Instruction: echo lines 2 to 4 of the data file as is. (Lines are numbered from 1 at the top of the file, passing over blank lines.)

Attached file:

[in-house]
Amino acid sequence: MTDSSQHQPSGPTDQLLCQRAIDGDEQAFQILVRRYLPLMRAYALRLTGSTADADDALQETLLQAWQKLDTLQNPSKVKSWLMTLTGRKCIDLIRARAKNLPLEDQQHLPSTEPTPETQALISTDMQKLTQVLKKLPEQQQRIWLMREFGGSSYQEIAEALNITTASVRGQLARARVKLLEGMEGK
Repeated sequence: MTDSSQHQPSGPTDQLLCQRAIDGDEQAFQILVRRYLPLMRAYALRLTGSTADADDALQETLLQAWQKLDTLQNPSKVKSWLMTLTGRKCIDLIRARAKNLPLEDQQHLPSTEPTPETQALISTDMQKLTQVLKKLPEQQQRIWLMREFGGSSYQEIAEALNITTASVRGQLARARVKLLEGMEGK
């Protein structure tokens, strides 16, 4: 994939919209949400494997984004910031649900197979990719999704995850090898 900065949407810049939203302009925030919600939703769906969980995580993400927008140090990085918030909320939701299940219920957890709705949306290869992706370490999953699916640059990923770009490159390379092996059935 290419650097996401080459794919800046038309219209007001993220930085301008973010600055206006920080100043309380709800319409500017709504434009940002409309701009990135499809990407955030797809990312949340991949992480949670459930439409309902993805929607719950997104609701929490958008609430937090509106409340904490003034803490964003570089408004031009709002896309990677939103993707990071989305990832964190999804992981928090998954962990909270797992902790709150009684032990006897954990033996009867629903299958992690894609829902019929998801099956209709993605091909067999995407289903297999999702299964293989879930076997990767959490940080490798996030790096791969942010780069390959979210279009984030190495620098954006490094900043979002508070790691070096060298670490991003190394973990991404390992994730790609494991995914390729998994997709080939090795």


Amino acid sequence: MTDSSQHQPSGPTDQLLCQRAIDGDEQAFQILVRRYLPLMRAYALRLTGSTADADDALQETLLQAWQKLDTLQNPSKVKSWLMTLTGRKCIDLIRARAKNLPLEDQQHLPSTEPTPETQALISTDMQKLTQVLKKLPEQQQRIWLMREFGGSSYQEIAEALNITTASVRGQLARARVKLLEGMEGK
Repeated sequence: MTDSSQHQPSGPTDQLLCQRAIDGDEQAFQILVRRYLPLMRAYALRLTGSTADADDALQETLLQAWQKLDTLQNPSKVKSWLMTLTGRKCIDLIRARAKNLPLEDQQHLPSTEPTPETQALISTDMQKLTQVLKKLPEQQQRIWLMREFGGSSYQEIAEALNITTASVRGQLARARVKLLEGMEGK
């Protein structure tokens, strides 16, 4: 994939919209949400494997984004910031649900197979990719999704995850090898 900065949407810049939203302009925030919600939703769906969980995580993400927008140090990085918030909320939701299940219920957890709705949306290869992706370490999953699916640059990923770009490159390379092996059935 290419650097996401080459794919800046038309219209007001993220930085301008973010600055206006920080100043309380709800319409500017709504434009940002409309701009990135499809990407955030797809990312949340991949992480949670459930439409309902993805929607719950997104609701929490958008609430937090509106409340904490003034803490964003570089408004031009709002896309990677939103993707990071989305990832964190999804992981928090998954962990909270797992902790709150009684032990006897954990033996009867629903299958992690894609829902019929998801099956209709993605091909067999995407289903297999999702299964293989879930076997990767959490940080490798996030790096791969942010780069390959979210279009984030190495620098954006490094900043979002508070790691070096060298670490991003190394973990991404390992994730790609494991995914390729998994997709080939090795």